None of which will matter if Ciara can’t overcome her fear, and learn how to use her gifts. No one knows the depths of the ancient power she possesses, or what will happen if it manages to escape her control.
Will she lose herself entirely? Or be forever trapped between Darkness and Light?

Amazon~Kindle * Amazon~Paperback * Smashwords * Barnes&Noble NookBooks * Kobo

authpicAbout the author:

K. L. Schwengel lives in southeast Wisconsin on a small farm with her husband, a handful of Australian Shepherds, Her Royal Highness Princess Fiona the Cat, and assorted livestock. Growing up as the youngest of nine children, and the daughter of a librarian, Kathi spent many hours between stacks of books, and secluded away in dusty archives, drawn to tales of medieval heroes and conquering knights. With so many characters and ideas spinning in her head, she had to get them onto paper or risk what little sanity she possessed. She has been penning wild tales of magic and mayhem as long as she can remember, but opted to follow her artistic muse first. After earning a Bachelor of Fine Arts and spending many years working as a freelance artist, grocery clerk, art teacher, graphic designer, stable hand, advertising account coordinator, dog trainer, and process technician (among other things) she answered the call of her writing muse. When not writing, Kathi trains and trials working Australian Shepherds, still paints, dabbles in photography, graphic design, and anything else creative her assorted muses send her way.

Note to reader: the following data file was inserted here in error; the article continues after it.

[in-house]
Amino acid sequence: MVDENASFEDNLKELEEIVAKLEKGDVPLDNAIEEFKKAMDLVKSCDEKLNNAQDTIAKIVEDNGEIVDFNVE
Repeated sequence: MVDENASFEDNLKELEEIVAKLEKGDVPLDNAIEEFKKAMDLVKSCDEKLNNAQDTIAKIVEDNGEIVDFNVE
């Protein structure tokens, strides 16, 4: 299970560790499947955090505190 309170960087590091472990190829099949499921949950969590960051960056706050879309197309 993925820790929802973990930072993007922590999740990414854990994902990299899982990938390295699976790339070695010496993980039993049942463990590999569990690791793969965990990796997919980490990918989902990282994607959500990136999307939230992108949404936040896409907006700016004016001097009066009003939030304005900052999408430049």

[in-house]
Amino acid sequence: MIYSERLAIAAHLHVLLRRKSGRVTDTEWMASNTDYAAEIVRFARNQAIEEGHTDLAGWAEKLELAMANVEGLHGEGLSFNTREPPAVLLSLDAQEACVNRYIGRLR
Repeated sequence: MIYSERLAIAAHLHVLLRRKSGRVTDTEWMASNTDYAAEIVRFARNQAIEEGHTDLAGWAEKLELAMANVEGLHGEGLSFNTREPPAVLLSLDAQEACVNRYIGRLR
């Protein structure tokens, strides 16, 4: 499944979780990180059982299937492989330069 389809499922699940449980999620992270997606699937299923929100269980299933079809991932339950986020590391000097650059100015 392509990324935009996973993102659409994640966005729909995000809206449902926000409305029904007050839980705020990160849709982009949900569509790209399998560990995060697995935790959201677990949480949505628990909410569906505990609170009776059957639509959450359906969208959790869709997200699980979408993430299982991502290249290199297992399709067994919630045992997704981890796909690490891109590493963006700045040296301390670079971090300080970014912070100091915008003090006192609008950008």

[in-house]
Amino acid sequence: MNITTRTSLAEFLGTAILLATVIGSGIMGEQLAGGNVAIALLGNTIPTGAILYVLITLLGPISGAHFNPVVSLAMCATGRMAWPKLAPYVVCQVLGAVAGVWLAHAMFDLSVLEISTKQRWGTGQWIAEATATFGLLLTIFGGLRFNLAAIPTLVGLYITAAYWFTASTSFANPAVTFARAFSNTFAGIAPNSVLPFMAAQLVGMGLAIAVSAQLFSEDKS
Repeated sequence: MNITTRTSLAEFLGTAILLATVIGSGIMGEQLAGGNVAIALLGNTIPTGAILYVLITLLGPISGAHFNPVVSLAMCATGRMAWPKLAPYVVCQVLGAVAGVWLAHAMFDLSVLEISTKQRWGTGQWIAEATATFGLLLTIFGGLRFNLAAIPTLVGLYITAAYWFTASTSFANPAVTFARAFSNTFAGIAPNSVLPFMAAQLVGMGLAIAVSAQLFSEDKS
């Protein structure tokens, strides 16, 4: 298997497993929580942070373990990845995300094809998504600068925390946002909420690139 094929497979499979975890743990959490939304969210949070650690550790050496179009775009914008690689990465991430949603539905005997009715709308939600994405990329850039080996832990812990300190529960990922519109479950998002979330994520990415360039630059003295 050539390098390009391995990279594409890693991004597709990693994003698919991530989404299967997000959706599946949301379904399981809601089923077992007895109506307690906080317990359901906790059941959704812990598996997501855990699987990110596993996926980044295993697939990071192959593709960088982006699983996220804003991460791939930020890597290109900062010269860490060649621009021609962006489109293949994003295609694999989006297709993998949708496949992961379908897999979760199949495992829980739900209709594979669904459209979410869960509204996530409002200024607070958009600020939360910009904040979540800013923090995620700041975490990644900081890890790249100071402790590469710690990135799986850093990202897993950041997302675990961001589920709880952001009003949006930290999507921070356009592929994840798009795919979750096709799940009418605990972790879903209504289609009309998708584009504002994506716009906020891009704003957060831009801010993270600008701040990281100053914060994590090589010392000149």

Kathi’s work is available on Amazon, Barnes & Noble, Smashwords, and other on-line retailers in both paperback and e-book versions. Signed copies are available via her blog.

How to connect:

Blog * Facebook * Pinterest * Twitter * Goodreads

Travel Worries

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bags-166764_640When I get in a car to go on a road trip, or haul my suitcase into the airport to board a plane to some exotic port, I am usually too excited by the prospect of getting away from it all to spend a lot of time worrying. But, I must confess, that I do have some anxiety when my plane takes off, and also when it lands. The thrust of the engines, the shuddering of that metal shell suddenly seems far too fragile.